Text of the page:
Books have been written, movies have been made about the relationship between dogs and their human caretakers. I’m not about to do that right now. Suffice to say I have a dog that is walked two to three times a day.
I didn’t have a dog when I was a child. My mother thought (correctly) that a mobile pet would ruin the carpet and the upholstery. So I had tropical fish, a few of which would inexplicably jump out of the water and be found, dried to a mummified crispness, on the living room carpet.
For a while my brother and I had hamsters. They smelled bad and made noise when they ran on their squeaky exercise wheel. They were delightfully cute and would poop or pee anywhere, without much provocation. One summer when we went to camp, we gave our hamsters to my cousin Seth to look after until we came back. When the dog days of August arrived, Seth told us that our hamsters no longer existed, because they “ate each other.”
I’ve never been able to figure out how that happened. Seth has grown into a good, forthright guy and, more importantly, as an adult (and son of a lawyer), I’ve learned that you never want to ask a question whose answer you’d rather not here.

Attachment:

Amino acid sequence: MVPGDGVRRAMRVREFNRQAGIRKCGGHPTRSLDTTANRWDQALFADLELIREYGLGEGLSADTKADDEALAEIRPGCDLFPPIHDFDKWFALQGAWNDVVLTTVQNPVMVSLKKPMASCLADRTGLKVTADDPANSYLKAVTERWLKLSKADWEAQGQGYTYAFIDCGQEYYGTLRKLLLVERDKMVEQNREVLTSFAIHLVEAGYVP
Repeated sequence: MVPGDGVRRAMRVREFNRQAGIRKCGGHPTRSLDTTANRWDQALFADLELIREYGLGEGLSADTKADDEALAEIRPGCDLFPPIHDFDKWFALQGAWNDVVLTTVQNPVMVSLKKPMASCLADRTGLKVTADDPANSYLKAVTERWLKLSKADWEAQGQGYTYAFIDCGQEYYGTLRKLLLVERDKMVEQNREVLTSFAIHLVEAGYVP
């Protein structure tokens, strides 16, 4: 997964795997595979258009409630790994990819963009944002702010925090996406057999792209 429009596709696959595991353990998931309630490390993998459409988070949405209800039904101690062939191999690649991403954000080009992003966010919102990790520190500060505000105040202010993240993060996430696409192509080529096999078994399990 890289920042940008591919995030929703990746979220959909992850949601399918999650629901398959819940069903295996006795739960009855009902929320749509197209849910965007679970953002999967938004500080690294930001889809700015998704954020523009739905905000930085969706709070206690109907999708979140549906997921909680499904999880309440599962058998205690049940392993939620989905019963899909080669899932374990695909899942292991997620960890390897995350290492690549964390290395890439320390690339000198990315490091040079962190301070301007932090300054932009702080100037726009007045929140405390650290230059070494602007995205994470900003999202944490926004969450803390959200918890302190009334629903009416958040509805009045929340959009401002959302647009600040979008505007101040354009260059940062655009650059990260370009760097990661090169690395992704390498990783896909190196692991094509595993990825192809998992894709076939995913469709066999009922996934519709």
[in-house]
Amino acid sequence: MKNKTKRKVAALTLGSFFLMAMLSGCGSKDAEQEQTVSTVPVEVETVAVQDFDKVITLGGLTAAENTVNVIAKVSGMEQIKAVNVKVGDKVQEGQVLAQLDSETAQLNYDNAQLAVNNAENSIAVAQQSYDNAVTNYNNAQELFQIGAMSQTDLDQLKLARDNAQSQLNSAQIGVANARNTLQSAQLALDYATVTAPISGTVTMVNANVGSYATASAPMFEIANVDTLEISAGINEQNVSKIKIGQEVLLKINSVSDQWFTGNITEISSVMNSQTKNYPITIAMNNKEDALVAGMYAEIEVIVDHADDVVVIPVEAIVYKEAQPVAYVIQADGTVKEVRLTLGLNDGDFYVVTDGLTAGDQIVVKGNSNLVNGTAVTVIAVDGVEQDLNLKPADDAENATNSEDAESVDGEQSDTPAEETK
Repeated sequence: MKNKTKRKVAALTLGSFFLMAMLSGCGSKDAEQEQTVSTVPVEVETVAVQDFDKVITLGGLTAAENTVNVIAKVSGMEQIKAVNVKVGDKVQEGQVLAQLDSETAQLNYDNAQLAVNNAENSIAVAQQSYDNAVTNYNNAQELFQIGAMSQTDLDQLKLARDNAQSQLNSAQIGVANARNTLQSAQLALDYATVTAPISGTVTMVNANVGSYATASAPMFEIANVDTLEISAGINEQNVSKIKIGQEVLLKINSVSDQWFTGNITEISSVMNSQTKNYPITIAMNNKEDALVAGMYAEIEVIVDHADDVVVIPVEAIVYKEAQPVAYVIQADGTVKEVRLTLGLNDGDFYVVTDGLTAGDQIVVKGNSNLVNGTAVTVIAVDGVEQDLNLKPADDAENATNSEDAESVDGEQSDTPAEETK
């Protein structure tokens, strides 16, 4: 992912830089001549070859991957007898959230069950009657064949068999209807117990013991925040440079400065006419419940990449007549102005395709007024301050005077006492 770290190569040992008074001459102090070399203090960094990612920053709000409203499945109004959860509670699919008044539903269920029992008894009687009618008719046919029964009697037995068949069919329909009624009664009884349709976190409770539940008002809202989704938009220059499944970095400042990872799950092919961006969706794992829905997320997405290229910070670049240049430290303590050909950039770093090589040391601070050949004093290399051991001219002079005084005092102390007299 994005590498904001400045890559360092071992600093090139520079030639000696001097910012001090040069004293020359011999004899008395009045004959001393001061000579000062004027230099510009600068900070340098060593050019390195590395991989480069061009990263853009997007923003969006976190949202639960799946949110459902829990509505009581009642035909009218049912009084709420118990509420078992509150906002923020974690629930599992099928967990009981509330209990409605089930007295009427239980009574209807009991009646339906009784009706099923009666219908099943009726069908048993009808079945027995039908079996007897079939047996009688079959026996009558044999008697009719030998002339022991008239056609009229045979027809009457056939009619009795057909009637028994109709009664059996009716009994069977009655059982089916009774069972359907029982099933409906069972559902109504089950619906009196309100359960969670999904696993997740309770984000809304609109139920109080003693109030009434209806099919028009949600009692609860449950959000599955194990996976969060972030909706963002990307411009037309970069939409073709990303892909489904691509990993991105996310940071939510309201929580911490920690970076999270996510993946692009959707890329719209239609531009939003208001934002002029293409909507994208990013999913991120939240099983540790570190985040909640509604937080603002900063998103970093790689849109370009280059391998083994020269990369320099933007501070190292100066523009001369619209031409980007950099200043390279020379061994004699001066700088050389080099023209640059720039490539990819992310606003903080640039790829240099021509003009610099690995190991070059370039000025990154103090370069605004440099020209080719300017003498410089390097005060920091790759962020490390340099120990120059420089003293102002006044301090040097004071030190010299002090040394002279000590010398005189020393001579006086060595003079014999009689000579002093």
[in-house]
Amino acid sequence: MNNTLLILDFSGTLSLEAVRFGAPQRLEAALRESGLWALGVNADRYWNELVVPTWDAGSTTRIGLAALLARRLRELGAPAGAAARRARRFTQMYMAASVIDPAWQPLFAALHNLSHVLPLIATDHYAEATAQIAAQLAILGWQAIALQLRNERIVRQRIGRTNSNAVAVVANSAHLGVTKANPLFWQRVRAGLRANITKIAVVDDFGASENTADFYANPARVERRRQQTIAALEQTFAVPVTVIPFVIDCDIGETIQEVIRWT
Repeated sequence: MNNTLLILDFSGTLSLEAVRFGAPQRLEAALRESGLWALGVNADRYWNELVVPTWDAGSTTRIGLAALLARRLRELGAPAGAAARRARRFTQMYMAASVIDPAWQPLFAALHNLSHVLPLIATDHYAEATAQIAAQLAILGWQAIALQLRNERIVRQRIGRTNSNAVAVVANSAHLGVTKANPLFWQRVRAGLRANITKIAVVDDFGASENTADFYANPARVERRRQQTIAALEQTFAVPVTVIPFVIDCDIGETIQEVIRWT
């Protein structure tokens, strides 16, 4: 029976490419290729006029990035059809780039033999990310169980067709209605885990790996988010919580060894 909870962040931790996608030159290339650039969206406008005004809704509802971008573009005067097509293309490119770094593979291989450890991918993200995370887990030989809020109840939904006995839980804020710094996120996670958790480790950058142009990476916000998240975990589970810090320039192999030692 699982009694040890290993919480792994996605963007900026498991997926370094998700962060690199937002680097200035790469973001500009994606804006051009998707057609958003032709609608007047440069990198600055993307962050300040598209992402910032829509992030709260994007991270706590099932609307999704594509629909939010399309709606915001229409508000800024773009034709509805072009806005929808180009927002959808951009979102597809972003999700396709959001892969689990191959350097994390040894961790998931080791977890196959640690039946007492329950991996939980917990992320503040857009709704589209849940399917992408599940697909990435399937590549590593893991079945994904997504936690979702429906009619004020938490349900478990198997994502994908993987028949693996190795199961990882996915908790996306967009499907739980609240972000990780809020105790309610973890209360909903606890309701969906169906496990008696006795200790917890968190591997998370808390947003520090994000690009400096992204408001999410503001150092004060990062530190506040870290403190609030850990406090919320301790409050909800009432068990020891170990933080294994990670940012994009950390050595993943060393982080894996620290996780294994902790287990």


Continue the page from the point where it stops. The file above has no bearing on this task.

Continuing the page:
My son wanted a cat, so we got one and I learned the peculiar mix of arrogant selfishness and abject love that cats bring.
My wife had two dogs that died–one in her arms. We walked past a pet shop one day and she looked in on the puppies. A few days later, we had one, a westy (West Highland Terrier) that she named Daisy.
I won’t write about the housebreaking period, or when she chomped on my glasses, buried my wife’s cell phone in the backyard and other awkward transitions. One day I’ll write about how having a dog makes you a part of the community of dog lovers, even if your dogs don’t get along.
But I will say I have a hat that I wear when I walk her. It’s a gold trilby made of woven paper, with a blue sweatband. It dates from that brief time when wearing a brimmed hat meant you were hip. My wife bought it for me, and it’s become my “I don’t care” hat. I put it on and I don’t care how I’m dressed, what people think of me, all the rejections I’ve had (I’ve had acceptances, too, probably far more when I consider thousands of published newspaper and magazine articles, but the rejections still plague me), what’s wrong with contemporary education, the cultural clamor of the aggressively stupid and other annoyances. I step outside, when the weather is nice, indifferent or brutal, and Daisy and I go for a walk.
Sometimes that walk can be rushed–it’s the morning and we have things to do, or the evening when I’m tired. In the colder months, the walk can be in darkness: Daisy is tugging on the leash, wanting to sniff this place and that, and my head is filled with a million things, when the faint glow of the dawn breaks over the eastern sky.
No matter where you are, no matter why you woke up early or couldn’t sleep, please notice the dawn. It means so much, regardless of what hat you wear.